A fine and subtle way to depict a look which appears to express more than the person looking is capable of feeling.

And I’ve always been struck when I come across commonplace proverbs and phrases in their original setting, and see how readily they are used by people who would be astounded to know they were quoting Milton or Shakespeare.   It’s one of the joys of language, that gems from its finest literature can just tumble into daily language, like diamonds falling from a diadem to be picked up by anyone who likes their lustre.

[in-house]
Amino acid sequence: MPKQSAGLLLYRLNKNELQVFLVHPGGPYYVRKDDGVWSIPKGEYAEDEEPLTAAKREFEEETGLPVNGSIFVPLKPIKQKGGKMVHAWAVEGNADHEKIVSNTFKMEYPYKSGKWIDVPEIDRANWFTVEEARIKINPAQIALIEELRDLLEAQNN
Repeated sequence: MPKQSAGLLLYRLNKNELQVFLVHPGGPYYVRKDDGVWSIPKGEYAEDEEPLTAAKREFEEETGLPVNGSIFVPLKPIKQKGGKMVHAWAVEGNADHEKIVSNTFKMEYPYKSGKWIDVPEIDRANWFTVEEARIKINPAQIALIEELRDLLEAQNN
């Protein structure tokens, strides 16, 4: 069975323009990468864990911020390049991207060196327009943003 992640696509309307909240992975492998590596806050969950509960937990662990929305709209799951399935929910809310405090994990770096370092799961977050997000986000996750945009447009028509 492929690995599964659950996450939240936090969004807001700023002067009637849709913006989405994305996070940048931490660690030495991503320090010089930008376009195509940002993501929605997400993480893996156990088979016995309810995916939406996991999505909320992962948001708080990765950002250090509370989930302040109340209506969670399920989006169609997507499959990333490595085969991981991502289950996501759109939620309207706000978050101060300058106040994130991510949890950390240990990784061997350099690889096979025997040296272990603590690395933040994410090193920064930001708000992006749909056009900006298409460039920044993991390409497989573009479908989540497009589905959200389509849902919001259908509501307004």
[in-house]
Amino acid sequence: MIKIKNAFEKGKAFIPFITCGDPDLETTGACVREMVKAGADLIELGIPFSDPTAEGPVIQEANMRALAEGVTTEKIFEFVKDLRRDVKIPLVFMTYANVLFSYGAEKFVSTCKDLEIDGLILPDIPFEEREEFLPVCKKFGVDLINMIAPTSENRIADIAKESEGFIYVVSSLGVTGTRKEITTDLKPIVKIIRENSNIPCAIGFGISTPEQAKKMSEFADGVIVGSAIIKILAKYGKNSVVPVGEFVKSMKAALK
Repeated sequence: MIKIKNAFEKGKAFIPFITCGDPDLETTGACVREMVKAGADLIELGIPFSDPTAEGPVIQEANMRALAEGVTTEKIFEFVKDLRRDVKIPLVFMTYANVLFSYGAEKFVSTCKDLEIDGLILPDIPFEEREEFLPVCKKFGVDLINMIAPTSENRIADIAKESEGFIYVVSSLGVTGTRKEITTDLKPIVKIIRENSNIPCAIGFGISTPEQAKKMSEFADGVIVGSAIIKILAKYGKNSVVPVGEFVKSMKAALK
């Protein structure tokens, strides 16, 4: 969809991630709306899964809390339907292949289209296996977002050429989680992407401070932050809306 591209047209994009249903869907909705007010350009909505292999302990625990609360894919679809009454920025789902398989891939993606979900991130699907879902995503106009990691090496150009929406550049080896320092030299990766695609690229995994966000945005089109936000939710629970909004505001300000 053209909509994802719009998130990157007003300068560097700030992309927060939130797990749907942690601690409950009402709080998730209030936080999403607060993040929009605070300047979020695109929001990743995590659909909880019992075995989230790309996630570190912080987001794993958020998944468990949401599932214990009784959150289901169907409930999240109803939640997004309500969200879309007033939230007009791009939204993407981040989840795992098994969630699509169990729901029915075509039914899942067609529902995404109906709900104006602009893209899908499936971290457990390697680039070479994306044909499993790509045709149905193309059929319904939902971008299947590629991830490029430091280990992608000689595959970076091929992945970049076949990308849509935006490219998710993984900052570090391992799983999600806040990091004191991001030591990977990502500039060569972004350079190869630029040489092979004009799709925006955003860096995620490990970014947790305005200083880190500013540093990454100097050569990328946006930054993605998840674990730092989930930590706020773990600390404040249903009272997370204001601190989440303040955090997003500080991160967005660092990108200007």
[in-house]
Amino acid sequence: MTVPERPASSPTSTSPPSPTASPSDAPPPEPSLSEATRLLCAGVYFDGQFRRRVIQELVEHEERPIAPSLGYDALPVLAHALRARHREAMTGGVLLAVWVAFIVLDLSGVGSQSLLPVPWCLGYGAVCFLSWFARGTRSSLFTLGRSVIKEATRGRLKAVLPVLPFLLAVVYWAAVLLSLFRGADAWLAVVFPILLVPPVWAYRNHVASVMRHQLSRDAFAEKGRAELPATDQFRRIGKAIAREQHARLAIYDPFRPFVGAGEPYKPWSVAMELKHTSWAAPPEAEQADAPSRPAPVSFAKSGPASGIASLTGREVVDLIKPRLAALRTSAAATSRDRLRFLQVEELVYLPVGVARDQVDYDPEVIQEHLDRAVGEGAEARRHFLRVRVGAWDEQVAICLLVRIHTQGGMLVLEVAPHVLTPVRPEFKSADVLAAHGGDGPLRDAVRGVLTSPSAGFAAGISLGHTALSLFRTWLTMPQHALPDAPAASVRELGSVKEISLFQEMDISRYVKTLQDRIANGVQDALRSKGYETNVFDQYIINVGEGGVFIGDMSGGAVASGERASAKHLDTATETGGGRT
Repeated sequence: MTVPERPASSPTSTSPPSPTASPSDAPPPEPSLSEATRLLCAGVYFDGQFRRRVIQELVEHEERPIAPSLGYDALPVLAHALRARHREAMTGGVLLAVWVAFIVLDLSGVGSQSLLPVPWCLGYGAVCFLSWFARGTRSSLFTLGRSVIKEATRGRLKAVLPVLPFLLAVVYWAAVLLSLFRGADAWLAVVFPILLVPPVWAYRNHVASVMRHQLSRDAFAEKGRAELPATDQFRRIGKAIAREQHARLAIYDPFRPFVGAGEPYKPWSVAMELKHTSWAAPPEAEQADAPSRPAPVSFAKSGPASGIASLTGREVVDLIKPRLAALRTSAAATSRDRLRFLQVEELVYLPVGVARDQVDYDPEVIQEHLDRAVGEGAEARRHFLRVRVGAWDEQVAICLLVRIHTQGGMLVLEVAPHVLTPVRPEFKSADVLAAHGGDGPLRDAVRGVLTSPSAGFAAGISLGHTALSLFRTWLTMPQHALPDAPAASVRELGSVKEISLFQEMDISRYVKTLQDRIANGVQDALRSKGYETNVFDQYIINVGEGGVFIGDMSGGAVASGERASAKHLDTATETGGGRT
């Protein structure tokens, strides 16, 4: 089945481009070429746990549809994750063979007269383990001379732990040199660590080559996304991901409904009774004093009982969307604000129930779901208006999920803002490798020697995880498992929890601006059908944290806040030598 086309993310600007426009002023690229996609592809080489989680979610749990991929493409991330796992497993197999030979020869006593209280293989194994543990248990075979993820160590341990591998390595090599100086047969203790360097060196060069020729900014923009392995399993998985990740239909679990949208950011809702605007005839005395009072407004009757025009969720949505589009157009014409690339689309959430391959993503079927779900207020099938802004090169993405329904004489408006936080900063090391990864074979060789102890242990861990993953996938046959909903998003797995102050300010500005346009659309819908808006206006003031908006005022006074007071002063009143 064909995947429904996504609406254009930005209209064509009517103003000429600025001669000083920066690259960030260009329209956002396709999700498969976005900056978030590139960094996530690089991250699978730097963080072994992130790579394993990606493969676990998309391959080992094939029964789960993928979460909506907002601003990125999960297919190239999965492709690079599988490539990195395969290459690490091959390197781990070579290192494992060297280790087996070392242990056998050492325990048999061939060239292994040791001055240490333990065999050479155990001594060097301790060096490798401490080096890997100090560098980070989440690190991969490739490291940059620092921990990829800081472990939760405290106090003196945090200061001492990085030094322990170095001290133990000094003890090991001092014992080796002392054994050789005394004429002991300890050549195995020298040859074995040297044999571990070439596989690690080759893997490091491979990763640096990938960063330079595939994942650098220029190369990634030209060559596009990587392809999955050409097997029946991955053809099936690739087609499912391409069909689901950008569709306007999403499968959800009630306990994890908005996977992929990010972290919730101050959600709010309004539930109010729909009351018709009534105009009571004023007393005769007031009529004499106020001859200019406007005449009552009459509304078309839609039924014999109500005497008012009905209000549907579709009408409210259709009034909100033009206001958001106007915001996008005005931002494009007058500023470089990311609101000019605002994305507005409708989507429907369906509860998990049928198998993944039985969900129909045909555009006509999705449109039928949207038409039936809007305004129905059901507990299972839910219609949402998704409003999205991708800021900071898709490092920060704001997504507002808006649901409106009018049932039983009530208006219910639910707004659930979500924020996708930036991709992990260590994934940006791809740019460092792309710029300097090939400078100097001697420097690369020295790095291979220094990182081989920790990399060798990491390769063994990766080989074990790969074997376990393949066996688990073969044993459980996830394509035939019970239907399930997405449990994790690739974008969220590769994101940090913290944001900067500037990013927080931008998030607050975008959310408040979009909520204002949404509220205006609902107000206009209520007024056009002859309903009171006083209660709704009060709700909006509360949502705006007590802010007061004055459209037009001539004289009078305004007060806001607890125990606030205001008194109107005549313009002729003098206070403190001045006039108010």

‘Just as a national language may be instinct with poetry unfelt by the lips that use it.’

Source: George Eliot, Adam Bede (Harmondsworth: Penguin, 1985 (1859)), p. 330

Photo credit: Andrys at pixabay.com


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